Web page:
Monday, September 24, 2012

A Simpler Time

What do you do when you can't pick up the phone and call someone? Or fire up your computer and message someone, check something, research something, access something? This sounds like a deeply hypothetical, 'is technology your master' kind of writing springboard, but this week, it was our reality. We woke up Thursday morning ready to re-set our digital clocks after a power outage the night before, and start what looked to be a beautiful Indian summer day. I went to turn on our Internet radio, but it was down. Oh well. Then we noticed other sites weren't working, and we weren't able to dial the telecommunications company. We carried on with our morning and pieced together the scenario: we were without Internet access, everyone else in the Yukon was too. Our phone was out, and everyone else's were too, cell phones and land lines included.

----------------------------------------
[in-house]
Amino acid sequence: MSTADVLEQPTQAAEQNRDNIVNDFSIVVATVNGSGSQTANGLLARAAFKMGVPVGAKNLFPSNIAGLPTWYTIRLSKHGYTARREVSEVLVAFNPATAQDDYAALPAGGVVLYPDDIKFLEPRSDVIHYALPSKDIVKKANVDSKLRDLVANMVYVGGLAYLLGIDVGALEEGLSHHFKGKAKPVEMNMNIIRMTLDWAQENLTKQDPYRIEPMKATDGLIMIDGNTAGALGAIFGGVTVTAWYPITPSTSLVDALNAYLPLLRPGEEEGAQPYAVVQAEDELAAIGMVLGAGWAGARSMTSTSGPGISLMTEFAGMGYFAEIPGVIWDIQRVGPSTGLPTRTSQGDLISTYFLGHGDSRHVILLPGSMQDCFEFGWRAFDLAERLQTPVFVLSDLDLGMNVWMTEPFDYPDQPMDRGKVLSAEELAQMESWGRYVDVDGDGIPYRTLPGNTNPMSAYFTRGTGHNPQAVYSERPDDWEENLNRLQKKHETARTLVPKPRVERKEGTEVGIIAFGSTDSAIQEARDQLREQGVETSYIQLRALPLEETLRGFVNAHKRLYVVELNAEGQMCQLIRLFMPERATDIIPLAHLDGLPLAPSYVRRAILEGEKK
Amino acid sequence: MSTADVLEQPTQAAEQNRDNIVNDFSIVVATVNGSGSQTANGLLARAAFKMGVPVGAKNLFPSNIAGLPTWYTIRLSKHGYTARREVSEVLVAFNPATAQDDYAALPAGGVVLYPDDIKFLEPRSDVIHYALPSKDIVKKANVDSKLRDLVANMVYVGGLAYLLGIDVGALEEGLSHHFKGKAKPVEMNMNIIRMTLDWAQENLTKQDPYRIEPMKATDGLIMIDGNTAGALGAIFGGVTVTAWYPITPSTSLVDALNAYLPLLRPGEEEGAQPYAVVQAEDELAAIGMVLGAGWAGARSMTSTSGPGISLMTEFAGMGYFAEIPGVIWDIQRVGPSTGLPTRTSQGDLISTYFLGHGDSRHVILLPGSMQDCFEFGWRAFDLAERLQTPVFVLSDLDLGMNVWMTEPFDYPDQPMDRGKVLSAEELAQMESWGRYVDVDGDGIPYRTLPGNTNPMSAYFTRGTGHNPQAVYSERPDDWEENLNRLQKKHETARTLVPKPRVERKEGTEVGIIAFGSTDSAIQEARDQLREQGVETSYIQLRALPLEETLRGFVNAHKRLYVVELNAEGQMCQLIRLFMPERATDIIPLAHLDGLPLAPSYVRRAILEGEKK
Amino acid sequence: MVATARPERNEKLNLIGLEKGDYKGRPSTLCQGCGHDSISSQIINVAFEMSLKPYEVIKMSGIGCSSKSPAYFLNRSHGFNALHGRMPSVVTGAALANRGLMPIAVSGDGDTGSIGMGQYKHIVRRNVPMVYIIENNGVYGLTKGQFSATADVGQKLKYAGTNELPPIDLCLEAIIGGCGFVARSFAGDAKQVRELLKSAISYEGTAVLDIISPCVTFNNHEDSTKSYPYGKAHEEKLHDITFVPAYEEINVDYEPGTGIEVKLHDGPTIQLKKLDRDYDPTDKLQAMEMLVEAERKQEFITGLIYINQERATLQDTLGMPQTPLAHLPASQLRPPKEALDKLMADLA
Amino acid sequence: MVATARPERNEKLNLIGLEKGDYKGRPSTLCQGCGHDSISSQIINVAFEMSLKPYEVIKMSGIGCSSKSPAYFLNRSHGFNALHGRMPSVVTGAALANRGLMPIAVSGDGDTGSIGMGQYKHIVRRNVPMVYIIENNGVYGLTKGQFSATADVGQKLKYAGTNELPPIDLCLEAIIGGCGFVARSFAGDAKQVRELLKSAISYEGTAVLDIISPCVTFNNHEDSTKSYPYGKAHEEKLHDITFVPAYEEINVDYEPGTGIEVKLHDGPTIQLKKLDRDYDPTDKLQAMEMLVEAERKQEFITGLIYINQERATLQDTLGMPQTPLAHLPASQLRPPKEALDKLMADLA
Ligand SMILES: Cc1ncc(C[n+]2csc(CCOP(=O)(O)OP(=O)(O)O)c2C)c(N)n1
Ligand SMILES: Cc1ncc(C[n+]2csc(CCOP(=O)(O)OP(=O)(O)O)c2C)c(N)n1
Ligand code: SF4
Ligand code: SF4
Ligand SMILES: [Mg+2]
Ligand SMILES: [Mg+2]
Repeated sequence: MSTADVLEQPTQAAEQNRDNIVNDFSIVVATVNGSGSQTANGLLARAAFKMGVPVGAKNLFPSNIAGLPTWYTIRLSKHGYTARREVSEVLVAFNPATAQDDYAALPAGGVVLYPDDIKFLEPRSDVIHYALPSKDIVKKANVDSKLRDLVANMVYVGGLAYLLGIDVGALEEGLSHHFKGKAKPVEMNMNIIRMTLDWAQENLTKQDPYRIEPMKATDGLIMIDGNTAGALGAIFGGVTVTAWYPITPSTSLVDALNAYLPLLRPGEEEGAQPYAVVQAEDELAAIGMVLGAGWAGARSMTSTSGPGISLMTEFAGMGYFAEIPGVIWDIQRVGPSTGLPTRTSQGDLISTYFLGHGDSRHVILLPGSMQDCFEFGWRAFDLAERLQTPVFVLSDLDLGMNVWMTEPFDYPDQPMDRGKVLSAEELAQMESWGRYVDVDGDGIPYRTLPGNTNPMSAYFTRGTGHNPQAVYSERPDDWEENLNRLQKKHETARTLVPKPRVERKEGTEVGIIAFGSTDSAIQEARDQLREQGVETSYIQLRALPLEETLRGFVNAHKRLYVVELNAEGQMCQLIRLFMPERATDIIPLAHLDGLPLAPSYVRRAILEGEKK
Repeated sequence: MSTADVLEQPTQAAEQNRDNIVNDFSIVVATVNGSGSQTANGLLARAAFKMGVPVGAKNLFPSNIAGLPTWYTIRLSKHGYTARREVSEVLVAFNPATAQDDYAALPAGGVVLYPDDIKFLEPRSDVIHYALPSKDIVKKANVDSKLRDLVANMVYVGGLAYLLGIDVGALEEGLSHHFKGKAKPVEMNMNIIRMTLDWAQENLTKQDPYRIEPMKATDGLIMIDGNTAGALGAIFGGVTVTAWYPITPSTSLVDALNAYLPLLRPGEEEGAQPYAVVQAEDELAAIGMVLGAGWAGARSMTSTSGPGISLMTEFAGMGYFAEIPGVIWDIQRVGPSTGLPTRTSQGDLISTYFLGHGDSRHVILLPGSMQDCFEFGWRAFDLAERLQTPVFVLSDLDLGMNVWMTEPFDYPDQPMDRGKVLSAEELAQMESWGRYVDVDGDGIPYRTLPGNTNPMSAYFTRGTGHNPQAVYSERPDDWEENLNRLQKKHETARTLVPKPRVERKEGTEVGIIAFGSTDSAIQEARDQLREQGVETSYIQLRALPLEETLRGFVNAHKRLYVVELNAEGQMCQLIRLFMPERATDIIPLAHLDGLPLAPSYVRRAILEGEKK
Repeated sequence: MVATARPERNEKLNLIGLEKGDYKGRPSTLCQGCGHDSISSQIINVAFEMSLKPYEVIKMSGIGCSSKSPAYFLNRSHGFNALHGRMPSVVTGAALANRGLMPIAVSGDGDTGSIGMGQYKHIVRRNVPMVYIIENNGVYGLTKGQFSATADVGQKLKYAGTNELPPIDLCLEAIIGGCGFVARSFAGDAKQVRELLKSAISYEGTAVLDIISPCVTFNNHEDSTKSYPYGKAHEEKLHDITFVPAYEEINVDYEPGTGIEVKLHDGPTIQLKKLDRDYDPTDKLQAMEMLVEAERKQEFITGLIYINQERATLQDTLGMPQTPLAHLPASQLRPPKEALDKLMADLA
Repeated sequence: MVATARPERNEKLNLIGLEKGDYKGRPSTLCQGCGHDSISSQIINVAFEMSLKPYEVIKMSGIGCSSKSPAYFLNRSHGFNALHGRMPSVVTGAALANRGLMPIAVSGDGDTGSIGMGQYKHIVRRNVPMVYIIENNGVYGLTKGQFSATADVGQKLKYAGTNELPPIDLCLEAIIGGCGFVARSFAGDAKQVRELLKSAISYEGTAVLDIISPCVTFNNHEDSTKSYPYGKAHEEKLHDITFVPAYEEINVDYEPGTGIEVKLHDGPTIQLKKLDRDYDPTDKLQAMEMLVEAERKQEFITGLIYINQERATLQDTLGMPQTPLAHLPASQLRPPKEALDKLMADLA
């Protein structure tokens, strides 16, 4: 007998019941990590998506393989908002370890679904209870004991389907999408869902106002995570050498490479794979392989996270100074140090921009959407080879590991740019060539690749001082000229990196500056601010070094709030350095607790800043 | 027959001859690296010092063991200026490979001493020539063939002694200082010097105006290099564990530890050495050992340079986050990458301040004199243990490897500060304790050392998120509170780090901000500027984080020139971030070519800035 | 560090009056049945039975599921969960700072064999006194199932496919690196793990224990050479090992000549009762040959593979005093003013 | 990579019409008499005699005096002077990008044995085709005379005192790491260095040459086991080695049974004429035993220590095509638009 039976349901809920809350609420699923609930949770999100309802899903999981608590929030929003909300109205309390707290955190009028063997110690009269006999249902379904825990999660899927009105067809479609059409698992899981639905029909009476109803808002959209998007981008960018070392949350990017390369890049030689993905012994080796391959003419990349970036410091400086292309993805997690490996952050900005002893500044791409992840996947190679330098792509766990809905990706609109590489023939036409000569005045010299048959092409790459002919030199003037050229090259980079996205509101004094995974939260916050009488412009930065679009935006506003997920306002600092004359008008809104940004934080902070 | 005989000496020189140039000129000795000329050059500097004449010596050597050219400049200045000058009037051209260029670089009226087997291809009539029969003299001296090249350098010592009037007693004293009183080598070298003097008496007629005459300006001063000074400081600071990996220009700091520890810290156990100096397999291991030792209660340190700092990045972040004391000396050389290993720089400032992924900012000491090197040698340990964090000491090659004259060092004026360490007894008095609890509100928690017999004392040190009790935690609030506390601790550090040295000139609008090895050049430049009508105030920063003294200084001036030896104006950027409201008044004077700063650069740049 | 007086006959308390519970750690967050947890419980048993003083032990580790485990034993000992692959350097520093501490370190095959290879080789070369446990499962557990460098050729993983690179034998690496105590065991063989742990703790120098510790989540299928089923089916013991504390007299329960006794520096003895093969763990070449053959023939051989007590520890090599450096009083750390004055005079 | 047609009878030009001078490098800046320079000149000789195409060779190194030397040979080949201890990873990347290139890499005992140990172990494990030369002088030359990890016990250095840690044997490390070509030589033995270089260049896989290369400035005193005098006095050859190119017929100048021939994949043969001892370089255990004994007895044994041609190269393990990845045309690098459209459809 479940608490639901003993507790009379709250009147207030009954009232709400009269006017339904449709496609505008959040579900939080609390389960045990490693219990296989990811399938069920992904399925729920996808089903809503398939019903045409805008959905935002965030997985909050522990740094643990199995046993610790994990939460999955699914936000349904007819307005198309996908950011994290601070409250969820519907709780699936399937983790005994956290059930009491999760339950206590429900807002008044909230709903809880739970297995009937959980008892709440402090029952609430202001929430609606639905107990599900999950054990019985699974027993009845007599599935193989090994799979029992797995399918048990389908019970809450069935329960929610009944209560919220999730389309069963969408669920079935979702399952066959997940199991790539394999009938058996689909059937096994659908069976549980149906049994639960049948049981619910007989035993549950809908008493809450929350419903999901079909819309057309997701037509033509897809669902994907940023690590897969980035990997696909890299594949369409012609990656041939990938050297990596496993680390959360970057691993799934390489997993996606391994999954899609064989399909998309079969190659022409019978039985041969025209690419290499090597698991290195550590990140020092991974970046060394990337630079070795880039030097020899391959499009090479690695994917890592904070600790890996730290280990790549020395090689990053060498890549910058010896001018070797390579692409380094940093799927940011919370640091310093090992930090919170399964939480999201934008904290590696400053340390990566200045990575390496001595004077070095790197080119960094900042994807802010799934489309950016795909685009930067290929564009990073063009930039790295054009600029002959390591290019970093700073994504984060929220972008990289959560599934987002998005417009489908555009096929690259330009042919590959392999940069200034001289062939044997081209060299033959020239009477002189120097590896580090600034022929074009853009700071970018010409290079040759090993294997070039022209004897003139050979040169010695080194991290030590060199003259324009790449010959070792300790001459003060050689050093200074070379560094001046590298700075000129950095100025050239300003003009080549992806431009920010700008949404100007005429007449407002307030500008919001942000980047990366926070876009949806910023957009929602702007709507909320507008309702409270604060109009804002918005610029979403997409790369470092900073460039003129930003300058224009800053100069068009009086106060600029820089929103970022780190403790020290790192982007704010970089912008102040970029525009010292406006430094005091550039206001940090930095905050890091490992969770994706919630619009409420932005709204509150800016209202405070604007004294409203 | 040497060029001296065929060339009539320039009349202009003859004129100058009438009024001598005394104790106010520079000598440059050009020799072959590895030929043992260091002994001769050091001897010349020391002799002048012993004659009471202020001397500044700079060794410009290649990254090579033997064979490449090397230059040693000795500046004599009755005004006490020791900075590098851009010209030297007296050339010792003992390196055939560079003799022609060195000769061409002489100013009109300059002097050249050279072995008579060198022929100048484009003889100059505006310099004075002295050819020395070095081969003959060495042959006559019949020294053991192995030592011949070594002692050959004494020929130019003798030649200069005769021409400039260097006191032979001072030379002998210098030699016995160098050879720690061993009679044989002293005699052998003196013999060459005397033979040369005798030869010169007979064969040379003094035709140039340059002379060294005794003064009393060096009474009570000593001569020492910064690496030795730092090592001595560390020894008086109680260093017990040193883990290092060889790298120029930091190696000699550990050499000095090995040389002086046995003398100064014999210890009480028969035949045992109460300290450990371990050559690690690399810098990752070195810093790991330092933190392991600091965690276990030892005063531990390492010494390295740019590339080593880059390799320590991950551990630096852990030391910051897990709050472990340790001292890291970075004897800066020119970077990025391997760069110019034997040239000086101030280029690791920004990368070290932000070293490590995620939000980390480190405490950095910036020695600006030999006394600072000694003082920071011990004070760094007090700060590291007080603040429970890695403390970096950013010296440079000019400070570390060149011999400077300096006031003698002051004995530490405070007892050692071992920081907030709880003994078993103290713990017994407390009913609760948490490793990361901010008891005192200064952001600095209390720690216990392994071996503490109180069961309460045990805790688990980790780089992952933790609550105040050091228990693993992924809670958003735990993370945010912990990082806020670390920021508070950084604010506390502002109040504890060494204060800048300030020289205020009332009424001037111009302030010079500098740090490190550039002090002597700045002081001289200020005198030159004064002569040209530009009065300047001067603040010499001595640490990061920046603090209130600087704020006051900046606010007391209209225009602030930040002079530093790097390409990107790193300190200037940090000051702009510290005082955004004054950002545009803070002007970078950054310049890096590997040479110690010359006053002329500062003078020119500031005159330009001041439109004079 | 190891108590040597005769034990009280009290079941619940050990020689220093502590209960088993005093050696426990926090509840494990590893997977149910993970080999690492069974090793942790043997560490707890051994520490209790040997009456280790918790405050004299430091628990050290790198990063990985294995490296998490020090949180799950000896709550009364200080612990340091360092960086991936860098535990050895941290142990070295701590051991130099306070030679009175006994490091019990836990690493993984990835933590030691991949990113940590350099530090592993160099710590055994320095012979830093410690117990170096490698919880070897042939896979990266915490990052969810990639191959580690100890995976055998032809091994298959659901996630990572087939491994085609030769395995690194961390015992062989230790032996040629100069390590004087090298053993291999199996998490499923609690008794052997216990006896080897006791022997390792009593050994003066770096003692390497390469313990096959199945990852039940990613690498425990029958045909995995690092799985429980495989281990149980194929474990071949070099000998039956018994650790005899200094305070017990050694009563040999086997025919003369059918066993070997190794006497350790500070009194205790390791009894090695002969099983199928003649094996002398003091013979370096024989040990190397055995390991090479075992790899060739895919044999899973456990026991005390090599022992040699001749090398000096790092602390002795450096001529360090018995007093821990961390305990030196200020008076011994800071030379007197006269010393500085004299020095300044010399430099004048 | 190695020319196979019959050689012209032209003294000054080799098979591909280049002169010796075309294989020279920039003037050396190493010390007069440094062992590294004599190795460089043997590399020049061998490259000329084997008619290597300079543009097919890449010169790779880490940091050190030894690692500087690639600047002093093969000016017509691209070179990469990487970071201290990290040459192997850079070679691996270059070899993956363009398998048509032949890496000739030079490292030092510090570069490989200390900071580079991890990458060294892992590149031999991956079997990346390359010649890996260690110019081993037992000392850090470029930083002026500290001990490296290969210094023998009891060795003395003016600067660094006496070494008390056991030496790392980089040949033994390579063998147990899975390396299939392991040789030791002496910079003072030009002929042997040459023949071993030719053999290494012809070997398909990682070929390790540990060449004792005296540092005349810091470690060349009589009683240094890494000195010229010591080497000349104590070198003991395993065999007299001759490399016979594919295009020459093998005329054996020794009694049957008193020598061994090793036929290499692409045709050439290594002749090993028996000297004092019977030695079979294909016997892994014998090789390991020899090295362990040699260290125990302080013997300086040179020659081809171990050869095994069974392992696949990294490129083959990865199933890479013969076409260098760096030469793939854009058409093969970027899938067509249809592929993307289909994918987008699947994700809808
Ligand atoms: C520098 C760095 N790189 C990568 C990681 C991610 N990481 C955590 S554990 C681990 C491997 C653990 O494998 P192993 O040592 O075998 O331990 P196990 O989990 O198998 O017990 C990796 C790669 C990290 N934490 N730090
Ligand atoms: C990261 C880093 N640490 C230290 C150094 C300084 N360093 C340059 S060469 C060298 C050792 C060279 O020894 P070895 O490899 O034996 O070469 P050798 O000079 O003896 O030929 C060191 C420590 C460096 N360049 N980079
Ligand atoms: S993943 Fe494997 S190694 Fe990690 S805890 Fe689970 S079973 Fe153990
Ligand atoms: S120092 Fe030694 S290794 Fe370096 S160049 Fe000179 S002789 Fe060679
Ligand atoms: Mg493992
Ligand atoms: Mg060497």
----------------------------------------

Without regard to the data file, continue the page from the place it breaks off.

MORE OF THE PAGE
Immediately, this wasn't a big deal. It meant I missed a morning walk with a friend because we couldn't communicate to organize it. We couldn't call friends to chat, or send Facebook messages to family. Then, my mind began to wander. What if something happened? Like, something bad? Could we call 9-1-1-? Could anyone? What if one of us was hurt or sick, would the hospital be able to treat us? The what-ifs started bothering everyone.
We plugged in my clock radio and listened to the CBC for updates and explanations. I left my list of 'what ifs' floating in the air and went about my day. That afternoon, we sat out front on the lawn and chatted with neighbours. We usually do this, but it struck me as quaint that today, this was our only means of communicating: face-to-face.
It all lasted about 12 hours, and things quickly went back to normal. Thankfully, no major injuries or disasters were reported in the media, but everyone was asking the same question: 'what if?' It has left our politicians and big business leaders evaluating the inherent problems of one company having a telecommunications monopoly over the North, and our emergency services workers to set plans in place for total communication blackouts.
On the other hand, last Thursday, we enjoyed a brief foray into a simpler time, where you paid cash for goods, where you listened to the AM radio for information, and shared laughs and stories with the people who were in front of you.

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